Enter Google Home Mini. This is a gadget that expands the smarthome's Assistant network with little effort. But Google Home may not the best choice for every home. The tech is still relatively new so not every user will be willing to put up with the current gaps in the smarthome concept to get the real added value Google Home brings. One obvious obstacle is the costly investment one must make in well placed loudspeakers all over the home, for example. How many Google Home Mini or Max devices will you really need for an entire house?
This new emerging tech also brings raises questions around a sensitive topic: user privacy. Machine learning works because users share a lot of data about themselves and their environment. But how, where, and if, that line will be drawn by Google is unknown. These networks are currently being built around a grey area, and many, if not most of us, do not know how all these wonderful smart gadgets actually work.
But if they put Assistant into speakers of many other brands, Google can create a win-win situation. The third party specialists bring in their sound know-how, but do not have to develop all the Assistant functions. This is where Google benefits from additional reach and control, because Google can take care of setting a lot of guidelines for Assistant implementation. And everyone is looking forward to a wider choice where Assistant is also available.
AR and VR: Still works in progress
It’s obvious that Google still has some ways to go on two fronts: Augmented and Virtual Reality. Google Lens has now made the first official move to lure Augmented Reality developers away from ARKit, but it really needs a working ARCore. Apple has already shown it has a good head start here and will likely stay that way for a while.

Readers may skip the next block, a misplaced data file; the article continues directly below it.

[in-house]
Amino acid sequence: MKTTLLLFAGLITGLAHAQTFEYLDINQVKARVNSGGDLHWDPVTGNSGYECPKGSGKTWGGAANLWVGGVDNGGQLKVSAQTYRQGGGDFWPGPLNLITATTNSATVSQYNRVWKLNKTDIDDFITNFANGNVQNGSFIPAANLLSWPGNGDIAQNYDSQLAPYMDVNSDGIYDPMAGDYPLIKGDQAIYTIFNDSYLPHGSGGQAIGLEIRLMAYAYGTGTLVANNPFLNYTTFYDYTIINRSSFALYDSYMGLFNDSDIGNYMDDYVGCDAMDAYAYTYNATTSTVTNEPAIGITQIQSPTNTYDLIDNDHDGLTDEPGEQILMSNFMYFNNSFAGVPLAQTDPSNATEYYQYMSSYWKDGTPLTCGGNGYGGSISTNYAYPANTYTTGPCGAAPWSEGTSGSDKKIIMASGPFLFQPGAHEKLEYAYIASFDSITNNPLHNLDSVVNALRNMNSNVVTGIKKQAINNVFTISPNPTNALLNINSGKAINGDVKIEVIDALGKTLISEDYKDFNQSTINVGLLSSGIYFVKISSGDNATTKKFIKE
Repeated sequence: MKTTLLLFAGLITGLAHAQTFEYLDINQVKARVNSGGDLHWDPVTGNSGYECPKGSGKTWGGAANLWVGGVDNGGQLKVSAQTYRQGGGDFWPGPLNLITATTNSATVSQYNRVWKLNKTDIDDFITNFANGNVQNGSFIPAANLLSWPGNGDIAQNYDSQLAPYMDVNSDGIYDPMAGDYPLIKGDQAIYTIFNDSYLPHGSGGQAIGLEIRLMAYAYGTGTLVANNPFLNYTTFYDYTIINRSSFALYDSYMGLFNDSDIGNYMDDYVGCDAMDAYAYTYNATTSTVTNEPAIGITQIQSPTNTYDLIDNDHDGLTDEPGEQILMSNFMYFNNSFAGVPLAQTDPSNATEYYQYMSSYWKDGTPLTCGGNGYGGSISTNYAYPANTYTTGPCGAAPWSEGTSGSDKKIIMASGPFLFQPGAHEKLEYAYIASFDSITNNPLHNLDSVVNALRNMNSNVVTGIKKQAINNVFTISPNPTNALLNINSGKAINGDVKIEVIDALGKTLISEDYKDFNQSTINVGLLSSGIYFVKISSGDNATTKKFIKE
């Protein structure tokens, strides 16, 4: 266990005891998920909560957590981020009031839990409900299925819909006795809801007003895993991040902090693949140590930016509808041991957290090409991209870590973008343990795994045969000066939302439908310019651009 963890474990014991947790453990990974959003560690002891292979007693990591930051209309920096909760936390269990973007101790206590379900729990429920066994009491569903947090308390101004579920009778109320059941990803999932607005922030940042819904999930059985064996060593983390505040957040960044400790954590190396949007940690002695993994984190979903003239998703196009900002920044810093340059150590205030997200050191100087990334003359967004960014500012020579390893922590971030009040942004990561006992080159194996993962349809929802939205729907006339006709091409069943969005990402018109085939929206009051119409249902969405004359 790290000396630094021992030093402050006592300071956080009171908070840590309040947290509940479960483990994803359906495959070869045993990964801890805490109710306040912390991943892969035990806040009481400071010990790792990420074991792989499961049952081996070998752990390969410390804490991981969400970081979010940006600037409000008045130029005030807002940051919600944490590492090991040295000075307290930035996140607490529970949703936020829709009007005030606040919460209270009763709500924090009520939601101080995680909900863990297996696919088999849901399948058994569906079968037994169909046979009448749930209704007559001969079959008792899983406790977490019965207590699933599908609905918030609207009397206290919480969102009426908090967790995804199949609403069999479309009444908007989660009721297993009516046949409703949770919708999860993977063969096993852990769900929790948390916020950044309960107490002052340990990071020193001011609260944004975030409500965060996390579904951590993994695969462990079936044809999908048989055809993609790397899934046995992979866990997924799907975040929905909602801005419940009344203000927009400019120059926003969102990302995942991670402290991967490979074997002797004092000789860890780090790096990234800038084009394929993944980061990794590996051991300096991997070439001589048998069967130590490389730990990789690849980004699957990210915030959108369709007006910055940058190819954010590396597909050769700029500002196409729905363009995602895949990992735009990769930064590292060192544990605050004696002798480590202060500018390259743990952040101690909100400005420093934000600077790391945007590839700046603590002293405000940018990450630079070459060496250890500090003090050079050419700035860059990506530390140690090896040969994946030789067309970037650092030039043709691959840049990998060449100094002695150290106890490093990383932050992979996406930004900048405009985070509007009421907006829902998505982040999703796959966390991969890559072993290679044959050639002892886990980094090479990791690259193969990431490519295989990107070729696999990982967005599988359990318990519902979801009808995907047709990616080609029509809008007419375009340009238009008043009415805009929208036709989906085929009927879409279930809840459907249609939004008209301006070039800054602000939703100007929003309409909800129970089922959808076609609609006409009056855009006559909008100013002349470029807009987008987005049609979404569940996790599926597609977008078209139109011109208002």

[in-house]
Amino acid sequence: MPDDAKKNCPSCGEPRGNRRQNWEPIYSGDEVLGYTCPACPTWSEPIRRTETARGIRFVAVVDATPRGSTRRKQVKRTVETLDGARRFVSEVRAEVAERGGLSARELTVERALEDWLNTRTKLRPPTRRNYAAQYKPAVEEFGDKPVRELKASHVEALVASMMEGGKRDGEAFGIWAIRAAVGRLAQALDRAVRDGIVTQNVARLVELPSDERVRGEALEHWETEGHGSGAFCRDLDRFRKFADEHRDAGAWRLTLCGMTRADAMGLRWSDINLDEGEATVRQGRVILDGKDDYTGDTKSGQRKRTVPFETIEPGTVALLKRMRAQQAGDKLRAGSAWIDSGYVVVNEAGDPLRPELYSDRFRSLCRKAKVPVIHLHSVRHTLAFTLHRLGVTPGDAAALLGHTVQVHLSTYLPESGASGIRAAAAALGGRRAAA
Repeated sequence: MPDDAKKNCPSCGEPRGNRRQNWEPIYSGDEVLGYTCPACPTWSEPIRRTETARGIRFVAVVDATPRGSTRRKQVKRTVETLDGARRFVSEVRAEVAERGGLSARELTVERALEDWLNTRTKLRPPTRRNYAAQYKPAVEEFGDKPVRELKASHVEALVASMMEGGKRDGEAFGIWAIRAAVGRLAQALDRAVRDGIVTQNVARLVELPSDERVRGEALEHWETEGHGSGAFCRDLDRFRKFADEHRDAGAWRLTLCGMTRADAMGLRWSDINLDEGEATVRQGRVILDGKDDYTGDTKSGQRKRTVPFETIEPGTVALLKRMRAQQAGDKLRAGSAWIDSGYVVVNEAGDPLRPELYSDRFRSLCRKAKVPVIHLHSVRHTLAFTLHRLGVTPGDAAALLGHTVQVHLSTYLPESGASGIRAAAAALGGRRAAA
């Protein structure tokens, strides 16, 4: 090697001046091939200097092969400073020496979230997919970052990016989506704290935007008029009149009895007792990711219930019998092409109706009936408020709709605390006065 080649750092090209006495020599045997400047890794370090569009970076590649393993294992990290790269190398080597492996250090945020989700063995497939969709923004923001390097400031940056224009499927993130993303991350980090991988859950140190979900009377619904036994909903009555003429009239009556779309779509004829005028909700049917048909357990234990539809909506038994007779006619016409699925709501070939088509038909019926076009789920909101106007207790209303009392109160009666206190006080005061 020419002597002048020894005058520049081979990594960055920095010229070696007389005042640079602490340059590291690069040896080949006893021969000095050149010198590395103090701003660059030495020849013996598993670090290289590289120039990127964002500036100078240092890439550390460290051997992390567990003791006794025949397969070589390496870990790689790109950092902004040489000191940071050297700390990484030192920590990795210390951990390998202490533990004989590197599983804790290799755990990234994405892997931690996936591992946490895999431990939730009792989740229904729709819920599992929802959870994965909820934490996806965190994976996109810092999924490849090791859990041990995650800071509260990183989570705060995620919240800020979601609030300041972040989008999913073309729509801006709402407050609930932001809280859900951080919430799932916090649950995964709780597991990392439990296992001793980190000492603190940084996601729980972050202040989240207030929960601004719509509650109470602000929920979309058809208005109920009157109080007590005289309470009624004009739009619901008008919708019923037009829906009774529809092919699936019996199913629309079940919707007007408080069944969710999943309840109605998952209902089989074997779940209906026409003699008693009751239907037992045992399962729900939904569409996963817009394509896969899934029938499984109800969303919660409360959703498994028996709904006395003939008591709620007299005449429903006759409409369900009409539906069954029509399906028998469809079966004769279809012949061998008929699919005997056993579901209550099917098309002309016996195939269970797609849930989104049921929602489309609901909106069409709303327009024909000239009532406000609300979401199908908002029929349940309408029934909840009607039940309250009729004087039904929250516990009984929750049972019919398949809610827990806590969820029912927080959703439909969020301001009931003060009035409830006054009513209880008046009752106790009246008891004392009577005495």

In the VR arena, Google has also obviously slammed on the brakes. The new Daydream glasses are a little refreshment, but nothing more really. Independent Daydream headsets remain but a promise for the future as this year, it looks like it will probably be nothing more than that.
Now that Microsoft has made a splash with mixed reality headsets and Google just showed us some small steps backwards, the world is now eager for the Oculus Connect 4: In a few days, Oculus will presumably show its independent VR headset with the code name Pacific.
Google smartphones: What's next?
Just because Google is quietly brewing it’s smart ecosystem through software, further development of its smartphones will be exciting. With the HTC deal, the number of employees has increased by roughly 2,000. And even if some of these new Googlers have already worked on the Pixel smartphones before, this doesn’t mean they will all be tasked with the next generation again. So now there are just more resources for Google's hardware ambitions.
This raises new questions for Google. Will they remain with the annual release cycle? Is the pure premium strategy sustainable for them in the long term? Shouldn't a proper Nexus successor be created for developers and wouldn’t that re-capture the middle class with phones that fit strategically into Google's goals? One thing is for sure, there’s a lot more at Google that Rick Osterloh and his team have to work on for next year.
All in all, Google has fulfilled a promise that is now about a year old: At the time, Hiroshi Lockheimer said the Pixel Event 2016 would be talked about for a long time to come. Somehow it feels like it’s really this year’s event that has fulfilled the promise.
What are your thoughts on the Pixel Event? Was there anything for you? Or is Google moving away from what you’d really like? Let's discuss.